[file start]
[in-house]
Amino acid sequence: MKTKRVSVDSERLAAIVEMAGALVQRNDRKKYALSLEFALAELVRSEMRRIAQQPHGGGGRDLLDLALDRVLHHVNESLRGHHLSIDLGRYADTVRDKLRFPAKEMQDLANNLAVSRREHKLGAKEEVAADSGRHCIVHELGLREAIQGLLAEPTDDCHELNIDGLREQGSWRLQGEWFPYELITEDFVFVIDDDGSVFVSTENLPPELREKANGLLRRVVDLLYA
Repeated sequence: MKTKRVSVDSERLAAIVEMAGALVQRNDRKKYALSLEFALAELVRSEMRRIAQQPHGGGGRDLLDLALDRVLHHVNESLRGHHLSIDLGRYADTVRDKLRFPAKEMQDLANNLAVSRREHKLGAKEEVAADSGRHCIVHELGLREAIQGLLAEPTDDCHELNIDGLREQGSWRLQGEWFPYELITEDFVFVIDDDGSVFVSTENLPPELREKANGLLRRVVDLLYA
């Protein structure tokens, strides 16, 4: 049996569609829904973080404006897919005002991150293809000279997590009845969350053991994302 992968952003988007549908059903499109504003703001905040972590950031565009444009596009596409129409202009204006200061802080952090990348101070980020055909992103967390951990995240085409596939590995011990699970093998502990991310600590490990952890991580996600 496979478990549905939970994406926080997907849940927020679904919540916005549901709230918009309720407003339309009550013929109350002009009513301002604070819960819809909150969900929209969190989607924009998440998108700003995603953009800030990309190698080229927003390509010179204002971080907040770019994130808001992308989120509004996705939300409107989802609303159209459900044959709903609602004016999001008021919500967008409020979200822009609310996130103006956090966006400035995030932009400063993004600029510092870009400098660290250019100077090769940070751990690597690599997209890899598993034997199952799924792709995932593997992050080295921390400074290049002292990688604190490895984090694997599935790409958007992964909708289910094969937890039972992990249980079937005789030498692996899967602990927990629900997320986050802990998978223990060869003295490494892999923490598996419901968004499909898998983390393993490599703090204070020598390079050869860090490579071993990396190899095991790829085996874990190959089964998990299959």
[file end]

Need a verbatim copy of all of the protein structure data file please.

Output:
[in-house]
Amino acid sequence: MKTKRVSVDSERLAAIVEMAGALVQRNDRKKYALSLEFALAELVRSEMRRIAQQPHGGGGRDLLDLALDRVLHHVNESLRGHHLSIDLGRYADTVRDKLRFPAKEMQDLANNLAVSRREHKLGAKEEVAADSGRHCIVHELGLREAIQGLLAEPTDDCHELNIDGLREQGSWRLQGEWFPYELITEDFVFVIDDDGSVFVSTENLPPELREKANGLLRRVVDLLYA
Repeated sequence: MKTKRVSVDSERLAAIVEMAGALVQRNDRKKYALSLEFALAELVRSEMRRIAQQPHGGGGRDLLDLALDRVLHHVNESLRGHHLSIDLGRYADTVRDKLRFPAKEMQDLANNLAVSRREHKLGAKEEVAADSGRHCIVHELGLREAIQGLLAEPTDDCHELNIDGLREQGSWRLQGEWFPYELITEDFVFVIDDDGSVFVSTENLPPELREKANGLLRRVVDLLYA
């Protein structure tokens, strides 16, 4: 049996569609829904973080404006897919005002991150293809000279997590009845969350053991994302 992968952003988007549908059903499109504003703001905040972590950031565009444009596009596409129409202009204006200061802080952090990348101070980020055909992103967390951990995240085409596939590995011990699970093998502990991310600590490990952890991580996600 496979478990549905939970994406926080997907849940927020679904919540916005549901709230918009309720407003339309009550013929109350002009009513301002604070819960819809909150969900929209969190989607924009998440998108700003995603953009800030990309190698080229927003390509010179204002971080907040770019994130808001992308989120509004996705939300409107989802609303159209459900044959709903609602004016999001008021919500967008409020979200822009609310996130103006956090966006400035995030932009400063993004600029510092870009400098660290250019100077090769940070751990690597690599997209890899598993034997199952799924792709995932593997992050080295921390400074290049002292990688604190490895984090694997599935790409958007992964909708289910094969937890039972992990249980079937005789030498692996899967602990927990629900997320986050802990998978223990060869003295490494892999923490598996419901968004499909898998983390393993490599703090204070020598390079050869860090490579071993990396190899095991790829085996874990190959089964998990299959």